A new deep-learning model can learn to identify diseases from medical scans faster and more accurately, according to new research by a team of University of Alberta computing scientists and the U of A spinoff company MEDO. The breakthrough model is the work of a team of researchers in the Faculty of Science—including the contributions of Pouneh Gorji, a graduate student lost in Flight PS752.
Deep learning is a type of machine learning—a subfield of artificial intelligence; deep learning techniques are computer algorithms that find patterns in large sets of data, producing models that can then be used to make predictions. These models work best when they learn from hundreds of thousands or even millions of examples. But the field of medical diagnostics presents a unique challenge, where researchers typically only have access to a few hundred medical scan images for reasons of privacy.
“When a deep-learning model is trained with so few instances, its performance tends to be poor,” said Roberto Vega, lead author of the study and graduate student in the Department of Computing Science.
“In our study, we addressed the problem of how to learn effective deep-learning models for medical tasks with few training instances. The main idea is that we can leverage the knowledge present in medical literature to better guide the learning process.”
The improvements in performance come from training the algorithm on medical images as well as their corresponding “probabilistic” diagnosis, provided indirectly by medical experts. This approach allows the algorithm to learn the patterns that characterize each disease in scans, enabling it to predict what disease is shown in a new patient’s scan or if the scan looks healthy.
“Our approach both improved the classification accuracy of the model and provided a meaningful confidence in its prediction, giving an estimate of the probability that a disease is present in a scan,” said Vega.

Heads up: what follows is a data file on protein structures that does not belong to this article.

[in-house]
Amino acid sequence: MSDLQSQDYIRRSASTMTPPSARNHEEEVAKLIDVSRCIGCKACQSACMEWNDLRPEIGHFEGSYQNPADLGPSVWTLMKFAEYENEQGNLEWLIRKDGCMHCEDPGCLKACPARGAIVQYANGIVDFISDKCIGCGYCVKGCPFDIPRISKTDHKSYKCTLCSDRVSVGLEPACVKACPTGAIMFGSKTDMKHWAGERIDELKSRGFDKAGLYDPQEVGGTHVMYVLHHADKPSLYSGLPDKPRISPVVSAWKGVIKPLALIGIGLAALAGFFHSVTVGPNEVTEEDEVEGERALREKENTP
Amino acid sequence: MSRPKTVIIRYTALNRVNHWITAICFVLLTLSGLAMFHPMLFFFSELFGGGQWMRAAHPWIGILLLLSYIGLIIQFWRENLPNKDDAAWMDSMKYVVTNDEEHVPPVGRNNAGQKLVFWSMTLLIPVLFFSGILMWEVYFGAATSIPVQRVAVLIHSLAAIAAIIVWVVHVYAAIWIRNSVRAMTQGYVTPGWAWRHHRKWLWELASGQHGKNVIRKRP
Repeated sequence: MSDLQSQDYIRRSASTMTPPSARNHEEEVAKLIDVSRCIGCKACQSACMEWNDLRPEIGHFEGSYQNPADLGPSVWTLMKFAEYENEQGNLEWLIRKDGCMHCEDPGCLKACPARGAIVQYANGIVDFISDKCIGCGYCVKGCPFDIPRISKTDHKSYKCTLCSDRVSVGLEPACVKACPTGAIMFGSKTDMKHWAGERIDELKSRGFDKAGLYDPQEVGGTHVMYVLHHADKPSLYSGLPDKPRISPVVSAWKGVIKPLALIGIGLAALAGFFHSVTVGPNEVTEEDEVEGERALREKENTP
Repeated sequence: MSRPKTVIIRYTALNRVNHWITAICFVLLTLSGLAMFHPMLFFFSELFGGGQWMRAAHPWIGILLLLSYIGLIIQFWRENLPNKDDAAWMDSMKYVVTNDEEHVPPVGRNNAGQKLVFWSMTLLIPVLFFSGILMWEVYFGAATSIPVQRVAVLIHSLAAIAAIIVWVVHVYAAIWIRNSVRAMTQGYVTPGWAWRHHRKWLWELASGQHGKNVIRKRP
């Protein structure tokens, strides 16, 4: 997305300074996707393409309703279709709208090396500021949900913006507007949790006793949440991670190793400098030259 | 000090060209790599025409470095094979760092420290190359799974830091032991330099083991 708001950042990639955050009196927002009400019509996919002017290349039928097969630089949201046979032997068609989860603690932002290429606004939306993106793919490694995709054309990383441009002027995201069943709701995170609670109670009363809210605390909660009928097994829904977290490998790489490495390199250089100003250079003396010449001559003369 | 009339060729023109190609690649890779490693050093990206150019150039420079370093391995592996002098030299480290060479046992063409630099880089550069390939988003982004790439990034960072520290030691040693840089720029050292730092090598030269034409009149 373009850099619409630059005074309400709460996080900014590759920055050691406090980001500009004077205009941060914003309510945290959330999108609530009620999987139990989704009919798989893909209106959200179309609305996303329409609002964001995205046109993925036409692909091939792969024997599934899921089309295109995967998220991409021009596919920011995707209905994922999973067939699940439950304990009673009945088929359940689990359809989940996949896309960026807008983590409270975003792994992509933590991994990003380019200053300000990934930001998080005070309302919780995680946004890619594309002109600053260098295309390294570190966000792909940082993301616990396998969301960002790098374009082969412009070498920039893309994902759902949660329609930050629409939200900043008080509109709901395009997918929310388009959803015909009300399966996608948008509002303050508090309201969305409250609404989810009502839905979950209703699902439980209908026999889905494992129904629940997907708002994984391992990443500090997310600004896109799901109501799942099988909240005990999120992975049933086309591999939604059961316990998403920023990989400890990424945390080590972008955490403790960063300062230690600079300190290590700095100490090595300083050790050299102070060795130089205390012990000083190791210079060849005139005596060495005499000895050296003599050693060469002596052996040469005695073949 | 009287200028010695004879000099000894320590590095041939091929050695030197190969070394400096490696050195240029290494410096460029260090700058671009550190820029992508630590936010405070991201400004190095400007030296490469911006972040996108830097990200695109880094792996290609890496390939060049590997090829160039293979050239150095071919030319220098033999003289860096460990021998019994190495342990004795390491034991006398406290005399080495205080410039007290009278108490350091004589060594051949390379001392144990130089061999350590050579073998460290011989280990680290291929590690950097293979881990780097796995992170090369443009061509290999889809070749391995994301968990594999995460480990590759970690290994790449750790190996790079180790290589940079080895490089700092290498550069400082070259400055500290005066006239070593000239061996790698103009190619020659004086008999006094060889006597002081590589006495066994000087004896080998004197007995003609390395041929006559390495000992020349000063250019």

“With this research, we want to provide radiologists with better tools that make their job easier, faster, and more effective. We also have the problem of scarce medical personnel, which is a problem exacerbated in developing countries. Our hope is that we can develop models that allow our medical experts to make better decisions.”
The work of many
The research includes significant contributions from Pouneh Gorji, a posthumous graduate of the Department of Computing Science and a victim of the Flight PS752 tragedy. In January 2020, Gorji and Arash Pourzarabi traveled home to Iran to get married and were two of the four members of the Faculty of Science community among the 176 people killed in Flight PS752.
For the team, the research is also an opportunity to honor Gorji’s legacy and her critical contributions to the project. When the researchers began the project, the algorithm was exclusively focused on hip dysplasia, explained Vega. Gorji was working on developing machine learning models for identifying fatty liver, and it was her joining the team that ultimately led to a redesign of the algorithm and the breakthrough in performance.
“The original algorithm wasn’t working for fatty liver, so Pouneh and I started working together to solve the problem. After several weeks, we discovered an important flaw in the original approach and we were able to propose a solution—one that involved a new mathematical way of tackling a section of the model,” said Vega.